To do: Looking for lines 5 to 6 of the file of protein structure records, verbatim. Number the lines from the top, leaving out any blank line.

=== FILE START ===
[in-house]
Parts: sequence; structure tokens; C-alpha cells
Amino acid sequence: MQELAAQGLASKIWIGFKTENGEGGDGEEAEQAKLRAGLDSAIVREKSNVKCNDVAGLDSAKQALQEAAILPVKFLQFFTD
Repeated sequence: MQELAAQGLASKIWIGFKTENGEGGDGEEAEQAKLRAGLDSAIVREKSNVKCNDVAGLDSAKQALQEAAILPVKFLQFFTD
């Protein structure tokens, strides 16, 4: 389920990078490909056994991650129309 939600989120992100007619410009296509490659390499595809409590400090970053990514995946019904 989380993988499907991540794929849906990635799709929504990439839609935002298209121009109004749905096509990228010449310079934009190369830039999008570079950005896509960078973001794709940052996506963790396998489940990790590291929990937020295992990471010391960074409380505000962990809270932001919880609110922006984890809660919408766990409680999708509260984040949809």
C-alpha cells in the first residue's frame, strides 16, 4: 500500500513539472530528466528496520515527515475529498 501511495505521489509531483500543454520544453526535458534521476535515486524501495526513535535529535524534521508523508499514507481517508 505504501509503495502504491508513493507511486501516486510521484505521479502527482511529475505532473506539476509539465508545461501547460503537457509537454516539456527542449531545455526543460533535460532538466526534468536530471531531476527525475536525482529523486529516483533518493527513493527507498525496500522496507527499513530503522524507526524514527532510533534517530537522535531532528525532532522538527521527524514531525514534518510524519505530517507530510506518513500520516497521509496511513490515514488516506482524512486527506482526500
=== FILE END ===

């Protein structure tokens, strides 16, 4: 389920990078490909056994991650129309 939600989120992100007619410009296509490659390499595809409590400090970053990514995946019904 989380993988499907991540794929849906990635799709929504990439839609935002298209121009109004749905096509990228010449310079934009190369830039999008570079950005896509960078973001794709940052996506963790396998489940990790590291929990937020295992990471010391960074409380505000962990809270932001919880609110922006984890809660919408766990409680999708509260984040949809």
C-alpha cells in the first residue's frame, strides 16, 4: 500500500513539472530528466528496520515527515475529498 501511495505521489509531483500543454520544453526535458534521476535515486524501495526513535535529535524534521508523508499514507481517508 505504501509503495502504491508513493507511486501516486510521484505521479502527482511529475505532473506539476509539465508545461501547460503537457509537454516539456527542449531545455526543460533535460532538466526534468536530471531531476527525475536525482529523486529516483533518493527513493527507498525496500522496507527499513530503522524507526524514527532510533534517530537522535531532528525532532522538527521527524514531525514534518510524519505530517507530510506518513500520516497521509496511513490515514488516506482524512486527506482526500